In 1809, Napoleon’s men entered the Vatican, arrested Pius VII and brought him in chains to Grenoble, and eventually Fontainbleau. His imprisonment lasted five years. The Pope smuggled out orders from prison for the whole of Christendom to pray to Our Lady Help of Christians, and thus the whole of Europe once again became a spiritual battle ground, not of arms against ruthless arms, but of Rosaries against ruthless military might. Soon Napoleon was off the throne and the Pope freed from prison.
After proving her maternal help, throughout the centuries, Our Lady has continued to appear in hundreds of places throughout the world mainly during the 20th century, Lourdes and Fatima being the most famous apparitions. She has brought help from Heaven, and has warned her children to do prayer and penance as a formula for peace. She has stressed that her children must pray the Holy Rosary daily.
(Thanks to CatholicCulutre.org for the above article).
We just finished our Triduum in Honor of St. Aloysius Gonzaga, SJ, beloved Patron of Catholic Youth and favorite Saint of Msgr. Weber, who built our church and parish schools, placing them under the heavenly protection of St. Luigi Gonzaga. See pictures of St. Aloysius’ Altar decorated for the Triduum of Prayer below. The devotions we use in his honor can be dowloaded by clicking here: D E V O T I O N S St. Aloysius
Our Parish and Parish Church are officially dedicated to Blessed Mary ever-Virgin under her title, Auxilium Christianorum, or Help of Christians:
The feast of Mary, Help of Christians, May 24th, was instituted by Pius VII. By order of Napoleon, Pope Pius VII was arrested, 5 July, 1808, and detained a prisoner for three years at Savona, and then at Fontainebleau. In January, 1814, after the battle of Leipzig, he was brought back to Savona and set free on the vigil of the feast of Our Lady of Mercy (September 23), the Patroness of Savona. The journey to Rome was a veritable triumph. The Supreme Pontiff, attributing the victory of the Church after so much agony and distress to the Blessed Virgin Mary, visited many of her sanctuaries on the way and crowned her images (e.g. the “Madonna del Monte” at Cesena, “della Misericordia” at Treja, “della Colonne” and “della Tempestà” at Tolentino). The people crowded around the venerable Pontiff who had so bravely withstood the threats of Napoleon. He entered Rome on May 24, 1814, and was enthusiastically welcomed. To commemorate his own sufferings and those of the Church during his exile, he extended the feast of the Seven Dolours of Mary (September 15) to the universal Church. When Napoleon left Elba and returned to Paris, Murat was about to march through the Papal States from Naples; Pius VII fled to Savona (March 22, 1815), where he crowned the image of Our Lady of Mercy.
After the Congress of Vienna and the battle of Waterloo, Pope Pius VII returned to Rome, July 7, 1815. To give thanks to God and Our Lady he instituted for the Papal States the feast of Our Lady, Help of Christians, to be celebrated on May 24, the anniversary of his first return. Soon, the Dioceses of Tuscany adopted it (in 1816) and others followed.
This feast of Our Lady is also the patronal feast of Australia, and in accordance with a vow (1891) is celebrated with great splendour in the churches of the Fathers of the Foreign Missions of Paris. It has attained special celebrity since St. John Bosco, founder of the Salesian Congregation, dedicated to Our Lady, Help of Christians (and the title of the mother church of his congregation at Turin). The Salesian Fathers have carried the devotion Our Lady under this title all over the world.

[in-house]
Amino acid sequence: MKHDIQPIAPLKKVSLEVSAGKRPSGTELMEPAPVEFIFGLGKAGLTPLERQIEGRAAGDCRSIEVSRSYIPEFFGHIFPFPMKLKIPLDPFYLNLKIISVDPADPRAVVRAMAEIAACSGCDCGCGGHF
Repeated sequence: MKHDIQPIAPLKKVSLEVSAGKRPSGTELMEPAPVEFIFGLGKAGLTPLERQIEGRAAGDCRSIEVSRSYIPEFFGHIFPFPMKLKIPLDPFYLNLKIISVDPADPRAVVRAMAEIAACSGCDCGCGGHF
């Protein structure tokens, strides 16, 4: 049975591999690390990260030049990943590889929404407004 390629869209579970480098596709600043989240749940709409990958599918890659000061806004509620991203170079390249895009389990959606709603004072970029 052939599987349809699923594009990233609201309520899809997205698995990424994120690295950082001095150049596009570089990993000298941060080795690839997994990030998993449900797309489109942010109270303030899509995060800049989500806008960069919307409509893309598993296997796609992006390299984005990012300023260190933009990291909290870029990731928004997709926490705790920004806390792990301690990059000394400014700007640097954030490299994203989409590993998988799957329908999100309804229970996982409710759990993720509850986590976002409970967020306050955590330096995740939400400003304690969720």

The video and many photographs from our Quasquicentennial Celebration on July 4, 2010 are now online in the PAGES section of this blog (on the right hand column). You may also go to it by clicking http://www.salemcatholic.org/?page_id=3009
Schedule for July 4th Celebration of the 125th Anniversary of the Founding of St. Mary Parish, SalemWednesday, June 30th, 2010
For the Schedule of the day, click here: July 4th Quasquicentennial Celebration
The Sisters of the Presentation of the Blessed Virgin were founded on Christmas Day in 1775 by Nano Nagle in Cork, Ireland, to teach poor children. When not teaching, they also ministered to the sick.
The Catholic Church in South Dakota has a long history with the Presentation Sisters, beginning in 1880, when they arrived in the Dakota Territory from Dublin, Ireland, to teach the children of the Lakota Indians and the French settlers in the area. During their first year they experienced the isolation and suffering of the blizzard of 1880.
Eventually, the community grew! The Sisters began teaching throughout what would soon be the Diocese of Sioux Falls. The also openend and staffed Catholic hospitals, the most famous being McKennan Hospital in Sioux Falls.
You can learn more information on the Sisters of the Presentation of the Blessed Virgin Mary by visiting the website of their South Dakota Motherhouse in Aberdeen:
St. Mary, Salem was never blessed with having the Presentation Sisters staff our schools. The first Religious Sisters to staff our schools (and for the longest time) were the Sisters of St. Francis from Milwaukee, Wisconsin. For a few years, we had the Bernardine Sisters of Loretto, PA. The third and last group of Religious to teach at Salem were the Benedictine Sisters from Yankton, South Dakota.
However, in the early 1960′s, during the tenure of the Benedictines, St. Mary High School was honored with the presence of two Presentation Sisters: Sister M. Anne, PBVM (pictured below, photo on the right), taught Social Studies and Biology, and Sister M. Suzanne, PBVM (photo on the left), taught English and Government. The photos below are from the 1962 yearbook of St. Mary High School, Marylight.